How to Downsize: Avoid Tackling House in One Pass

Trying to make decisions on what to keep throughout the whole house in one day isn't feasible for a number of reasons. Just like cleaning the house, start small and work your way around the house. Parting with something has an emotional toll in some instances. Don't overdo it.

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booksKirsten Hinte/Shutterstock

How to Downsize: Get Rid of Books

What is this obsession people have with books? What do you need it for after you’ve read it? Unless you want to keep a book for sentimental reasons or like to re-read one, moving a bunch of books is a pain. They’re heavy and cumbersome. Eliminate some of them by selling them at a Half Price Books or online. But if you’ve got enough books you can’t give up, check out some ideas on how to build a bookcase.

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How to Downsize: Digitize Whatever You CanFamily Handyman

How to Downsize: Digitize Whatever You Can

Photos are keepsakes but unless you're regularly thumbing through books of them, there's not much reason to keep a physical copy of them. Save yourself some additional moving items by digitizing those photos. Do the same with any movies or CDs you've got sitting around collecting dust. For any remaining CDs or DVDs, make a wall cabinet to save on space and put those old CD bins to use as a twine dispenser.

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How to Downsize: Frame Decisions as ‘Yes’ or ‘No’

There is no maybe in downsizing. That maybe pile is probably going to follow you to your new, smaller place. Eliminate the maybe pile and make the hard decisions right away. Frame the decision as a need versus a want, if that helps. Just make sure you stick to a yes or no decision. This is especially important when helping older parents downsize.

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How to Downsize: Use the OHIO RuleAfrica Studio/Shutterstock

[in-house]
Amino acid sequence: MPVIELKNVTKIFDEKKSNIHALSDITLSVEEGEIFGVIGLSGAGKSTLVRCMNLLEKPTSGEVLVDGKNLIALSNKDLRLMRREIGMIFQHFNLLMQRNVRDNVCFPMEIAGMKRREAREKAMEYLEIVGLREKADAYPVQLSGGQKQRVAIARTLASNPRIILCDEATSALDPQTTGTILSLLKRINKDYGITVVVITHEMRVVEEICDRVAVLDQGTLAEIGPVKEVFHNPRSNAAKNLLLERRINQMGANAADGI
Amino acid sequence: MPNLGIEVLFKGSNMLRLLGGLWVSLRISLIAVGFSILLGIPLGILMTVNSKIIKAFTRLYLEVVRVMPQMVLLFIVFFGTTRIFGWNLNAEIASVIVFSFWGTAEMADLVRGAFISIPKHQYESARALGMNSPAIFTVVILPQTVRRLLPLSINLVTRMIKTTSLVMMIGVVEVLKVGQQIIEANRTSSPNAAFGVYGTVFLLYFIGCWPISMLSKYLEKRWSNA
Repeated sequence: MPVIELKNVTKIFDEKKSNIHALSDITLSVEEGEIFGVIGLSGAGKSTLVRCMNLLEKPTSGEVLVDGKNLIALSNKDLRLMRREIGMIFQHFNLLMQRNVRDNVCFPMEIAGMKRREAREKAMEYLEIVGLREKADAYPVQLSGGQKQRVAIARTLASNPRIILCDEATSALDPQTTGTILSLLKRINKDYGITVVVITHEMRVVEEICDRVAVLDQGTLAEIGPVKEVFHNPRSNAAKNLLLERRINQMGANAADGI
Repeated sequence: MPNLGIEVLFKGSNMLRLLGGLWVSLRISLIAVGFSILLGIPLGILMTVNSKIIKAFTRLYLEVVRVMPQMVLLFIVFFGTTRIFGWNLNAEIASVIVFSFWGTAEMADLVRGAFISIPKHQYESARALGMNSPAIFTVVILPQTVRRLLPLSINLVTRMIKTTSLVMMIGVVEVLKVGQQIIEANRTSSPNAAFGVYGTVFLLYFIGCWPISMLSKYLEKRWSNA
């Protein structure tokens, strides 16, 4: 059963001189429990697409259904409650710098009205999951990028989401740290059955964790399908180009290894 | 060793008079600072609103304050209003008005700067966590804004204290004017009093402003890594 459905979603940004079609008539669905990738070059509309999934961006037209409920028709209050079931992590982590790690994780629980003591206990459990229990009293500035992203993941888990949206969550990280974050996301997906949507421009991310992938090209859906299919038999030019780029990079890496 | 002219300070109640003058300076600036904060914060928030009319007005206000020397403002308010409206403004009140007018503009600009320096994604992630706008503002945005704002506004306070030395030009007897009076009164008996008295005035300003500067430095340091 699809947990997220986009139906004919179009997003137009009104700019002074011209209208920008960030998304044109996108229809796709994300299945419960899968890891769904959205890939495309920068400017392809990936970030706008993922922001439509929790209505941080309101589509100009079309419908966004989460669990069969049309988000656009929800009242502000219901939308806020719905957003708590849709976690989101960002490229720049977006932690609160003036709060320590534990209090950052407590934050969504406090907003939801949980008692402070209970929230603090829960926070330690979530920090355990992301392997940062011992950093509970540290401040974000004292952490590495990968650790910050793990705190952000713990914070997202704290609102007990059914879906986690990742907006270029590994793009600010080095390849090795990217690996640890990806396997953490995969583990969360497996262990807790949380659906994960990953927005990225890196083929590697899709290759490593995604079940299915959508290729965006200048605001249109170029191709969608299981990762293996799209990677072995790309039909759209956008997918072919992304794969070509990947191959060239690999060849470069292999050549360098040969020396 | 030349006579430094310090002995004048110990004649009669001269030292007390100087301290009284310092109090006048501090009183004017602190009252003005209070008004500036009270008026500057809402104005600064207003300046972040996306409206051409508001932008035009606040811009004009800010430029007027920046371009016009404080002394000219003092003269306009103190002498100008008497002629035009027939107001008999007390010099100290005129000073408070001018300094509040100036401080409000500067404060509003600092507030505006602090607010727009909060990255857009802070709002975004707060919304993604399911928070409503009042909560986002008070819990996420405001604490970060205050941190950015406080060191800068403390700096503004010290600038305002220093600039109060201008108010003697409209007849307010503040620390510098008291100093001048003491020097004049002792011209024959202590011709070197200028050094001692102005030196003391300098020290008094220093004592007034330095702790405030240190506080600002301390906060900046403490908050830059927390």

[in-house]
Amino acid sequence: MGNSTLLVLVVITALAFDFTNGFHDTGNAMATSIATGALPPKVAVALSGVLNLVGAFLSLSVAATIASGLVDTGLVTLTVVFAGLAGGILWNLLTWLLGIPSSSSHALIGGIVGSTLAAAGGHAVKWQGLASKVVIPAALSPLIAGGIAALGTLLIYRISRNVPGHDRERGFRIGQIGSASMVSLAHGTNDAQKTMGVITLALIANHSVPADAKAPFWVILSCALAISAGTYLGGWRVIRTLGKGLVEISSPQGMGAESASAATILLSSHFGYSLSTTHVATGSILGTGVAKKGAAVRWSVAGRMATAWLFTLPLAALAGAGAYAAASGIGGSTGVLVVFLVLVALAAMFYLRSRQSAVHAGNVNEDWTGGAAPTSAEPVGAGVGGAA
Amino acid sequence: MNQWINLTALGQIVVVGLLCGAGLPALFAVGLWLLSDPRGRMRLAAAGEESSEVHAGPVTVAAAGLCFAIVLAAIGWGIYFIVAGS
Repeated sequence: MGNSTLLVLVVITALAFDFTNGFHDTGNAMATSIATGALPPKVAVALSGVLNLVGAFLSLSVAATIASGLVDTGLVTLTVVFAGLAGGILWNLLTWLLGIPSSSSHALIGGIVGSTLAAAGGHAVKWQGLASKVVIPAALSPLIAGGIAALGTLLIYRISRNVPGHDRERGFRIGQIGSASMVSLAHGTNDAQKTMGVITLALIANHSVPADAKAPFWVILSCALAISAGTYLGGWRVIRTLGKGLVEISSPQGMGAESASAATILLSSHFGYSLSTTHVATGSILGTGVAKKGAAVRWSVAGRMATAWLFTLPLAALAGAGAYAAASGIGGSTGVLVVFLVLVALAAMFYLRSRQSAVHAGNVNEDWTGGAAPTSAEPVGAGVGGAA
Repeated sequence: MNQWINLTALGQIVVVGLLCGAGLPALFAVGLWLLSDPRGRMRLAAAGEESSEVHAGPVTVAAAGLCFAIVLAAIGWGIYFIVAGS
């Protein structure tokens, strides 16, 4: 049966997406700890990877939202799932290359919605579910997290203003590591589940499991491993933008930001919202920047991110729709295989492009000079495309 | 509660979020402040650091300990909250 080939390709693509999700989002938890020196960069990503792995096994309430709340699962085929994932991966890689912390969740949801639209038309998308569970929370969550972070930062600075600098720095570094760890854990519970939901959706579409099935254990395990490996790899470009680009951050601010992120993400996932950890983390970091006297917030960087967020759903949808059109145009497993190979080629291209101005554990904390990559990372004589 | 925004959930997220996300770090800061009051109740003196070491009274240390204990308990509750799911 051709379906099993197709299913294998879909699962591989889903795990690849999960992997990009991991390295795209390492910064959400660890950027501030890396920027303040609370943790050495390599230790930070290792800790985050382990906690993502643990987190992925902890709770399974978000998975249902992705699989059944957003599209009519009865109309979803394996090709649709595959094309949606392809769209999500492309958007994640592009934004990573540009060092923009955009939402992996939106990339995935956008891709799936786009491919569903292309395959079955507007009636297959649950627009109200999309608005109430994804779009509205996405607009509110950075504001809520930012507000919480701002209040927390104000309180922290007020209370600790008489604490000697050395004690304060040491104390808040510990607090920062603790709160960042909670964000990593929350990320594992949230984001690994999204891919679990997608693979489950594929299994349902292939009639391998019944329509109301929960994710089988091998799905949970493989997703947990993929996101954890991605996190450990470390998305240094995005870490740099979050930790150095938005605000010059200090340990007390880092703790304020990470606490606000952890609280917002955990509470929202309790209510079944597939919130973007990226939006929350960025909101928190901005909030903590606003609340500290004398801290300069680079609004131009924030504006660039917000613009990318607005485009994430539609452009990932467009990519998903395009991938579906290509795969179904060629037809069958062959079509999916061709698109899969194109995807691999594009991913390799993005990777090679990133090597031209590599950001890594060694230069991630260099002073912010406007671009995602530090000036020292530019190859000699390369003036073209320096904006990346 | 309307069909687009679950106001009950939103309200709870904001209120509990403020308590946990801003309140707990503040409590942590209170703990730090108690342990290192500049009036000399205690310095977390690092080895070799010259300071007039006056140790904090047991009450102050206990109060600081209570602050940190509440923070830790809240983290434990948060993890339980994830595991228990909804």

How to Downsize: Use the OHIO Rule

The OHIO rule stands for "Only Handle it Once" and is a device that will save you time as you sort items into piles. The OHIO rule eliminates any hemming and hawing over placing an item in the garbage pile or into the donation pile. As you sort make sure each pile and box is labeled so they don't get mixed up. Once you move make sure you know what to do check on the new home.

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How to Downsize: Target Recipients for Specialty ItemsFamily Handyman

How to Downsize: Target Recipients for Specialty Items

Those children's books collected over the years aren't likely going to sell anywhere so designate a special place for them to go. For someone who dedicated much of their life to music, find a local school for musical equipment and instrument donation. The impact of the loss of the items will decrease if they are going somewhere where they’ll be appreciated.

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How to Downsize: Throw a Packing PartyThe Minimalists

How to Downsize: Throw a Packing Party

The Minimalists—Joshua Fields and Ryan Nicodermus—developed a novel approach to downsizing and called it a packing party. The idea was to pack everything as if to prepare for a move but what Nicodermus was actually doing was pare down his belongings to become a minimalist. He labeled each box and spent the next three weeks unpacking only the items he needed. He noticed 80 percent of his belongings remained in those boxes. Find the perfect housewarming gift for the minimalist in your family.